Movement disorders involve either abnormal decrease in movement or increase in movement. Parkinson disease is a common disorder with decreased movement (hypokinetic), and Essential tremor is the most common disorder with excessive movement (hyperkinetic).
Stroke is the common term for damage to the brain due to problems with the blood vessels in the head or neck. Stroke can be considered a “brain attack,” involving brain damage due to blood flow difficulties.
A seizure occurs when a person has an episode of excessive and abnormal electrical discharges in the brain. This can result in various symptoms, including tonic (rigid) posturing, clonic (shaking) activity, staring, repetitive behaviors, or other symptoms. These symptoms may involve the whole body or only part of the body.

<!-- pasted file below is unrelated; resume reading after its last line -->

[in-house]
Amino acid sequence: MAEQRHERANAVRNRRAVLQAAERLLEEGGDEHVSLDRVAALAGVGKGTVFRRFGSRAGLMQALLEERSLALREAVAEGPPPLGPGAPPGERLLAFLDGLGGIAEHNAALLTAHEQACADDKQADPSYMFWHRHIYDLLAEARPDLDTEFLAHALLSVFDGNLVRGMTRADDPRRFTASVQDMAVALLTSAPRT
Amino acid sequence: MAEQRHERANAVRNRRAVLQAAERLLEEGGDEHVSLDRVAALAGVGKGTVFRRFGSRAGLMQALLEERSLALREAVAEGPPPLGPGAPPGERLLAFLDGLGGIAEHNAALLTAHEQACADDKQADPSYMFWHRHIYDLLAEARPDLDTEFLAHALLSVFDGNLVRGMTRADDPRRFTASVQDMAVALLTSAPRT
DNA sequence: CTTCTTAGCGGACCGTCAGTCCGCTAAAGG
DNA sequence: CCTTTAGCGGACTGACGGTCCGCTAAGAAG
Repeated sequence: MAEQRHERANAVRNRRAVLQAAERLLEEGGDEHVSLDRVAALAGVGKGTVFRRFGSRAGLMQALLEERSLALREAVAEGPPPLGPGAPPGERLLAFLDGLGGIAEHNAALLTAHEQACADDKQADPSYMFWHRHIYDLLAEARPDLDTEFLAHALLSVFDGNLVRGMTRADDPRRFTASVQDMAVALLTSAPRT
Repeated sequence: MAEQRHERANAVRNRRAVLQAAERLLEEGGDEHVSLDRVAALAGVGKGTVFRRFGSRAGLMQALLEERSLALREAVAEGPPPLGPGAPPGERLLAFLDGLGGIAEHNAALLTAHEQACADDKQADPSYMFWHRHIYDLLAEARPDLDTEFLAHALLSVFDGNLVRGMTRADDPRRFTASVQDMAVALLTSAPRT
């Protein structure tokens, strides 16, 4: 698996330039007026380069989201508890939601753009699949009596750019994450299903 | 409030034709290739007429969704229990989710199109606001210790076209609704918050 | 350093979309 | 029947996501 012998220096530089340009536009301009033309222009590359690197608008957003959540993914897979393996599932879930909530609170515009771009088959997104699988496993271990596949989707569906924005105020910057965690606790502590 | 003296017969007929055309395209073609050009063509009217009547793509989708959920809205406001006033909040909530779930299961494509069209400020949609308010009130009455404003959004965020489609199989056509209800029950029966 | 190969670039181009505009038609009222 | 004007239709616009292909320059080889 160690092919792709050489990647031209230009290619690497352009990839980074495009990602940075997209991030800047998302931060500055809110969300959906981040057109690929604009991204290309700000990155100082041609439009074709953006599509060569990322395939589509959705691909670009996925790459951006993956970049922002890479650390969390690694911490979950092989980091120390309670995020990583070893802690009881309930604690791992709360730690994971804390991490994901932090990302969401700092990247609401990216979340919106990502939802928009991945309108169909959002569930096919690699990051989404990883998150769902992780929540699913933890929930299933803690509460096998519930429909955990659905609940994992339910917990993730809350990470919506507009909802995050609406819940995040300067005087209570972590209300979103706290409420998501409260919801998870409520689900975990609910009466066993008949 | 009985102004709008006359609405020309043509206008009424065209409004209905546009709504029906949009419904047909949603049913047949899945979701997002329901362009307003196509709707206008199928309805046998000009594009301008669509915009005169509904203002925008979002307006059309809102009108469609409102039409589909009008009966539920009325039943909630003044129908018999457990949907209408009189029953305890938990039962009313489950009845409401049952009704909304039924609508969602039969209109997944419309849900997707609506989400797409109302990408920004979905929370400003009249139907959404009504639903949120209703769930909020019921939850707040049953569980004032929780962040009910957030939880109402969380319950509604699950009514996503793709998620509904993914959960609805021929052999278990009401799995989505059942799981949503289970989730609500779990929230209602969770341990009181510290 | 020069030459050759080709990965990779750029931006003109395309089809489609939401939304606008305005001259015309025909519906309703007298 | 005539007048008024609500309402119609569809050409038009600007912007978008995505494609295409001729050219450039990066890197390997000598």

Dementia is an umbrella term used to refer to the host of diseases that cause a decline in memory and other mental abilities of an individual. Most conditions and diseases classified under dementia are caused by neurodegenerative changes occurring in the brain, meaning that the brain breaks down over time.
Multiple sclerosis (MS) is a demyelinating disorder, meaning that the outside myelin “sheath” of the nerve cell axons that help insulate them to allow signals to pass more effectively is broken down. It is presumed to be autoimmune in nature, although this is not yet well understood. MS involves the central nervous system and spares the peripheral nervous system.
Headache – which involves a pain primarily centered in the head – is profoundly common. While Primary Care and Emergency Medicine providers often seen people who suffer from headache, the Neurologist is truly the best expert in this matter. The majority of headaches are primary headaches – suggesting that they have no underlying worrisome cause.